Modi will win again. But India may well end up the loser

Apr 17, 2024
Ballot unit of the direct-recording electronic (DRE) voting machine used for Indian general election 2024, Election Commission of India.Lok sabha election

Indian Prime Minister Narendra Modi is set to win a third consecutive term in office in general elections in which voting begins on April 19 and runs over seven days.

The results will be known only on June 4, given that 960 million Indians are eligible to vote. April 26, May 7, May 13, May 20, May 25 and June 1 are the other six days on which voting will be held.

Modi’s Hindu-fundamentalist Bharatiya Janata Party won 282 seats in 2014, and increased that tally to 303 in 2019. Along with its partners in what is known as the National Democratic Alliance, it is being projected to win 399 seats or 75% of the 543 seats in the Lok Sabha or lower house of India’s parliament. The BJP alone is expected to win 342 seats.

Under Modi, India has increased its global influence to the point where many countries, from the US downwards are trying to establish security and trade deals. The US is trying to embrace India in a deeper security relationship, in the hope that it can be a bulwark against China.

The European Union is trying to negotiate a free trade pact given the size of the Indian market, while France is looking to sell more weapons to the subcontinental giant. Germany and the UK, too, are waiting in line, looking to woo Modi.

As Modi’s has cemented his power in India, like all politicians who gain in popularity, he has also grown ambitious to demonstrate his clout abroad.

The alleged assassination of an Indian Sikh nationalist leader in Canada and a bid to neutralise another have been both laid at India’s feet. Modi has also reacted robustly to reports about the country which he deems to be against India, blocking reports from the ABC.

There are fears among many Indians that the country is tilting towards becoming a democracy in name only. In Foreign Affairs, well-known Indian journalist Ramachandra Guha wrote that the Indian National Congress, the party of the country’s first prime minister, Jawaharlal Nehru, “was committed to religious pluralism, in keeping with the Indian constitutional obligation to assure citizens ‘liberty of thought, expression, belief, faith and worship’.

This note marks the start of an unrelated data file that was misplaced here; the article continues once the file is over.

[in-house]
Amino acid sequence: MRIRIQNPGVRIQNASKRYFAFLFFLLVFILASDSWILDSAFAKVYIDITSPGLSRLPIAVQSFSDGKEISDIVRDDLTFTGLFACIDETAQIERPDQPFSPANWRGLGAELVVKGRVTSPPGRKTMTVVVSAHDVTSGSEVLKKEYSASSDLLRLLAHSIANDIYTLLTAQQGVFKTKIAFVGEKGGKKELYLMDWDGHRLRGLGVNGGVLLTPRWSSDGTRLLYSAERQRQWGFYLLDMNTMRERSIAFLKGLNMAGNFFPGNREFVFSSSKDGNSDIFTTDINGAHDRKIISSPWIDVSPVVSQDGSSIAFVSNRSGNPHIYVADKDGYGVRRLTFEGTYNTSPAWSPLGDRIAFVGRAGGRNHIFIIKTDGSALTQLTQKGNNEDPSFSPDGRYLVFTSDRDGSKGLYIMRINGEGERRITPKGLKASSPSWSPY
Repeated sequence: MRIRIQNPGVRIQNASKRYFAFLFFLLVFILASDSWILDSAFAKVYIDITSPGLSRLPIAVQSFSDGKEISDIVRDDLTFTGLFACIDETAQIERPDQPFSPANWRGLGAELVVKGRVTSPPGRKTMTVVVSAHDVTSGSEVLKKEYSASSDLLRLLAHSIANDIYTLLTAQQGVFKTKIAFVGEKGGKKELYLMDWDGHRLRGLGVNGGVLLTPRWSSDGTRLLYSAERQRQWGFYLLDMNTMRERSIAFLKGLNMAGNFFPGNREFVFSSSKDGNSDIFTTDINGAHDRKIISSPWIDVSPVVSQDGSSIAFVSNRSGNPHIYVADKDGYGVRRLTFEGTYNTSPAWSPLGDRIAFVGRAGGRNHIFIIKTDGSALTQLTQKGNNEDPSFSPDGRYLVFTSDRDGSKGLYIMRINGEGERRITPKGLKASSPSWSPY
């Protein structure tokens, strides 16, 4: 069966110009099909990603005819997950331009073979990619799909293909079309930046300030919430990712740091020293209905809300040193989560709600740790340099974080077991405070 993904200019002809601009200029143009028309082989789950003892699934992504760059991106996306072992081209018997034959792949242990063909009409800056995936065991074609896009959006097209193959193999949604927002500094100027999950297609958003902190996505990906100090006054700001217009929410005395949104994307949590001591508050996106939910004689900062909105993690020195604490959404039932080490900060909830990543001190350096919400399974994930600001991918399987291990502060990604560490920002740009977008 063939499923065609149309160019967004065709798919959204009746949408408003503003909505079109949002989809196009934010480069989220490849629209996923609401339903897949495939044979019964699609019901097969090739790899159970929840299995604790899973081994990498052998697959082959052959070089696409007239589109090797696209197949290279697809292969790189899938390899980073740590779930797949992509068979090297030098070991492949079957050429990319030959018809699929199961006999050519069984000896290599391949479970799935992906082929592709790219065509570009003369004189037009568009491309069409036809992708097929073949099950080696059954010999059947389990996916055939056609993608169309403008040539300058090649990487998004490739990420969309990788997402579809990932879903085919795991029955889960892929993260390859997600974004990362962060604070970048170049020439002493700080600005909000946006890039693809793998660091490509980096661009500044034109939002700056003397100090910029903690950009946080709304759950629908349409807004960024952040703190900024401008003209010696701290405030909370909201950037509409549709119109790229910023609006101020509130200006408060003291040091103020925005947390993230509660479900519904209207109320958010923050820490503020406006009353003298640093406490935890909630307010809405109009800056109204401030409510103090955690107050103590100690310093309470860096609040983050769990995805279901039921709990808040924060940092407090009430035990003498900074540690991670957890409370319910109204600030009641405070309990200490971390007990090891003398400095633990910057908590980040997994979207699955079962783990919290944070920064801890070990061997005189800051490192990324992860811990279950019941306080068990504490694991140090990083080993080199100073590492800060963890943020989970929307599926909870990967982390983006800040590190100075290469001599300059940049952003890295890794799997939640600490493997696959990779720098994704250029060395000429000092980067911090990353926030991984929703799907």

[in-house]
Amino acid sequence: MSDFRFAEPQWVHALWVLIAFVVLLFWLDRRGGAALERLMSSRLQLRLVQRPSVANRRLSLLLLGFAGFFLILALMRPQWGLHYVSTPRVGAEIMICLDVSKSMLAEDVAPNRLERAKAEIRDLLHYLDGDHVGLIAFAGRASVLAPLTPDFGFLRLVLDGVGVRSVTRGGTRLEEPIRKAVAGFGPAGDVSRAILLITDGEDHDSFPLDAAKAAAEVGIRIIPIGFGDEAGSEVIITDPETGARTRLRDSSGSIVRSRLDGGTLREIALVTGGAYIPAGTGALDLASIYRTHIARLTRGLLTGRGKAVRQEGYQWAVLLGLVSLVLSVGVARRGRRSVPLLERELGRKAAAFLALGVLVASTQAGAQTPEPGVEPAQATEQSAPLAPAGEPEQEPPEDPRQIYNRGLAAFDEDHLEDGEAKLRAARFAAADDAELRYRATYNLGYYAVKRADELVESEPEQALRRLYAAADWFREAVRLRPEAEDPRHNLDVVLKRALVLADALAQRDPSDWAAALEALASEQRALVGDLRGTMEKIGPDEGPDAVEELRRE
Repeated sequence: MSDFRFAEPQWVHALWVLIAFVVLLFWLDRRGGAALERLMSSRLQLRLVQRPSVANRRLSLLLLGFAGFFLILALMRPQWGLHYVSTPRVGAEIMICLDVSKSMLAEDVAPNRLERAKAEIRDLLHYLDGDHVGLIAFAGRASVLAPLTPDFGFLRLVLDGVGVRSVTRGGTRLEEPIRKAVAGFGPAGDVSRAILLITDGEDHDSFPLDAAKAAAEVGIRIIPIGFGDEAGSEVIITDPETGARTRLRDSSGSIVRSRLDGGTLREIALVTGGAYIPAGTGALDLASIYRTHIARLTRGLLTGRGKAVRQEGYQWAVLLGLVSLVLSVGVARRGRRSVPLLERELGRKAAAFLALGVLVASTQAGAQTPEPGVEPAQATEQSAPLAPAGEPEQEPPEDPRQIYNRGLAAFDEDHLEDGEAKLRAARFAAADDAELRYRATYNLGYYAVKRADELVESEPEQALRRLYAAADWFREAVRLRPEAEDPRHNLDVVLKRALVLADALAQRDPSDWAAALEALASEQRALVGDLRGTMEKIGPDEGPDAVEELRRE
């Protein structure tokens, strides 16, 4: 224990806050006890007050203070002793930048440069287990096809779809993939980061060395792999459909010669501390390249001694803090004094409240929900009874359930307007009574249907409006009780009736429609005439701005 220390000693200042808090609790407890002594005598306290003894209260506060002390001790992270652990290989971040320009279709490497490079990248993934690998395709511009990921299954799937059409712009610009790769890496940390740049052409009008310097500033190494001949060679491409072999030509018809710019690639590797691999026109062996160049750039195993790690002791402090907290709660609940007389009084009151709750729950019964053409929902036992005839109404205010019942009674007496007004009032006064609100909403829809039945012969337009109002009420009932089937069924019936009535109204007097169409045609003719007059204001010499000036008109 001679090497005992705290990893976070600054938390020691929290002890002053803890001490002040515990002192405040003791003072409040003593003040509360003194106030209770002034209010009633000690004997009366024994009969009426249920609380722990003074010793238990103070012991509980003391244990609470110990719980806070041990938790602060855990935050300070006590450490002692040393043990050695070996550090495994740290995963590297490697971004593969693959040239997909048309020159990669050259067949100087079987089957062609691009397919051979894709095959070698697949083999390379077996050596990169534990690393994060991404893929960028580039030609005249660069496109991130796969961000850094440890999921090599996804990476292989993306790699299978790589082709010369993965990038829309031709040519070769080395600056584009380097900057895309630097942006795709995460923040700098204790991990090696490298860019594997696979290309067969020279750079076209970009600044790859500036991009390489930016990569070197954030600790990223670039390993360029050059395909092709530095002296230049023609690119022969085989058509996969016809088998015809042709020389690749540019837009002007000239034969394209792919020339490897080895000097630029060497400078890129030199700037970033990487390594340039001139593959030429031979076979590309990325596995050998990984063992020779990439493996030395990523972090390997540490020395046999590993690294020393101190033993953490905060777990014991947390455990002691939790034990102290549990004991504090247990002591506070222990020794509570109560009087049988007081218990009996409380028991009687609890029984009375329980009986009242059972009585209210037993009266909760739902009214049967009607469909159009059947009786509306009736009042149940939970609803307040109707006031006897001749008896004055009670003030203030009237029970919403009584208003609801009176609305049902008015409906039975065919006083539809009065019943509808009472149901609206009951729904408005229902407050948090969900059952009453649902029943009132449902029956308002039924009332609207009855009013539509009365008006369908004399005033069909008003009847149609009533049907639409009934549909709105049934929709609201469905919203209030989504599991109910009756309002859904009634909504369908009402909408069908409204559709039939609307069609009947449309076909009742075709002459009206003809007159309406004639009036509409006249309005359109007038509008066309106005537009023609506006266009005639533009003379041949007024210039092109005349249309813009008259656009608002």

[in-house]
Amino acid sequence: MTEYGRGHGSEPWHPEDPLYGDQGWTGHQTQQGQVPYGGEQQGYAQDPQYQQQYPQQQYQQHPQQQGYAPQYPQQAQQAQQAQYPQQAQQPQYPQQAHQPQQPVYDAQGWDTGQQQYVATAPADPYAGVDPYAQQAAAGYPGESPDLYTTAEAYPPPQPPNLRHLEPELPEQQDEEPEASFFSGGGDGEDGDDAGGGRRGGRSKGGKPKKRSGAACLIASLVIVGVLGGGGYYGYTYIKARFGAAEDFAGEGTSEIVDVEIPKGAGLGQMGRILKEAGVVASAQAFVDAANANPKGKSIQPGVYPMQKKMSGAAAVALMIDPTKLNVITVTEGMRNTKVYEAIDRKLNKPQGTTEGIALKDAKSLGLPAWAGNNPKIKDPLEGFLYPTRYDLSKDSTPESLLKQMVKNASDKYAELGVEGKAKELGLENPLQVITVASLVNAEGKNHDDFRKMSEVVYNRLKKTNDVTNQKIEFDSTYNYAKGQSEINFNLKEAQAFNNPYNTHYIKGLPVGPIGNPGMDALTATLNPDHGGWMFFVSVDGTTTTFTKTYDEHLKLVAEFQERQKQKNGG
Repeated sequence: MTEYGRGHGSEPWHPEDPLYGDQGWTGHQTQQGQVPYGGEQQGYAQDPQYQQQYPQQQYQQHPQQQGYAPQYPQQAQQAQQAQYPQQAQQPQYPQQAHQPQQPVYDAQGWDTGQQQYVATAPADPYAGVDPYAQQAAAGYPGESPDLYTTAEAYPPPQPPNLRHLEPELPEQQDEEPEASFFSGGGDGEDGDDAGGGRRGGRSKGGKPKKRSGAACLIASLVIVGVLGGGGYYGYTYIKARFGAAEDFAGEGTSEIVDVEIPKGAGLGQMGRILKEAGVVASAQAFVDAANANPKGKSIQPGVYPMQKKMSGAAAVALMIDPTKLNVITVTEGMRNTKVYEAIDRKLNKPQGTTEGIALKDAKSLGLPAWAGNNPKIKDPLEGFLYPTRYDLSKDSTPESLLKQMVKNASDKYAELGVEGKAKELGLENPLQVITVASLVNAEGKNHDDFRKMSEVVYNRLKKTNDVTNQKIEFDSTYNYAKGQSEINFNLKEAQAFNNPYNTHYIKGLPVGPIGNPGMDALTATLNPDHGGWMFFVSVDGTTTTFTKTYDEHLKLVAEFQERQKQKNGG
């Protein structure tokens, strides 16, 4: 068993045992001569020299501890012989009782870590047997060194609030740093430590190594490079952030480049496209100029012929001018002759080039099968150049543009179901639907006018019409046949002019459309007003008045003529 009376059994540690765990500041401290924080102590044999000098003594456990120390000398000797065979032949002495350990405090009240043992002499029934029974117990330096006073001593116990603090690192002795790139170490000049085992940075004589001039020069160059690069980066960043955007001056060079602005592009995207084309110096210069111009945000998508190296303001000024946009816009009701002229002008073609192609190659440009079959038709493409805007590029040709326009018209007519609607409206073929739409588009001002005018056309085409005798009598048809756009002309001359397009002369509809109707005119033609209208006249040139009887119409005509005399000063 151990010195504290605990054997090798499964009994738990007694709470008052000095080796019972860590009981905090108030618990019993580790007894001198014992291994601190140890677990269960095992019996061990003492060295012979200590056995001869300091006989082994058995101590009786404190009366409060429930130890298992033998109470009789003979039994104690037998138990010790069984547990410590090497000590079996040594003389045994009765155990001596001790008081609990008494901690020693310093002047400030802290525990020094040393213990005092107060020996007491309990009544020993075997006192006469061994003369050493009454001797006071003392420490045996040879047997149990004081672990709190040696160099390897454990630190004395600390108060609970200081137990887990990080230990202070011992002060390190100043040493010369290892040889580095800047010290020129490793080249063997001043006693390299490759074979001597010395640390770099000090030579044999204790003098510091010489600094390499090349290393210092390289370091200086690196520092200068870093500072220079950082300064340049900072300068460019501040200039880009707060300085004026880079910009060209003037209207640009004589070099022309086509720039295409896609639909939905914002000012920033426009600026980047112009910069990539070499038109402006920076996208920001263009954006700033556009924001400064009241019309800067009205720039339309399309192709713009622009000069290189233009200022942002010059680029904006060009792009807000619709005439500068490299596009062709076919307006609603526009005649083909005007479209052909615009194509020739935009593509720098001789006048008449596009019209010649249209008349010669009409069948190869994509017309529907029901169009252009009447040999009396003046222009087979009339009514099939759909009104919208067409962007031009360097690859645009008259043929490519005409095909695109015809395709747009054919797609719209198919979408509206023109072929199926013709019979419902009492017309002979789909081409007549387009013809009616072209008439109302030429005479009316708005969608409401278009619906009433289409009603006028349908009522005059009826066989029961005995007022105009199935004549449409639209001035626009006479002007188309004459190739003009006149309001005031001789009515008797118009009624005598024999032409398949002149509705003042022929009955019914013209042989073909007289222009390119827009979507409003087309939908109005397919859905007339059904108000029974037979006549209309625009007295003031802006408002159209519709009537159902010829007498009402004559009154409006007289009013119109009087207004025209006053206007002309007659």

“The BJP, on the other hand, wishes to make India a majoritarian state in which politics, public policy, and even everyday life are cast in a Hindu idiom.”

Guha also pointed to some signs of the deterioration in the country’s systems. “Parliament is no longer an active theatre of debate, in which the views of the opposition are taken into account in forging legislation,” he noted.

“Many bills are passed in minutes, by voice vote, with the speakers in both houses acting in an extremely partisan manner. Opposition members of parliament have been suspended in the dozens —and in one recent case, in the hundreds — for demanding that the prime minister and home minister make statements about such important matters as bloody ethnic conflicts in India’s borderlands and security breaches in Parliament itself.”

British journalist Simon Tisdall pointed to the level of hubris that had been reached in India by pointing to some musings of the Indian Foreign Minister Subrahmanyam Jaishankar. India’s priorities should be to “engage America, manage China, cultivate Europe, reassure Russia, bring Japan into play, draw neighbours in, extend the neighbourhood and expand traditional constituencies of support,” this worthy wrote.

Guha expressed the fears of many Indians, saying, “Modi and the BJP seem poised to win their third general election in a row. This victory would further magnify the prime minister’s aura, enhancing his image as India’s redeemer.

“His supporters will boast that their man is assuredly taking his country toward becoming the Vishwa Guru, the teacher to the world. Yet such triumphalism cannot mask the deep fault lines underneath, which — unless recognised and addressed — will only widen in the years to come.”

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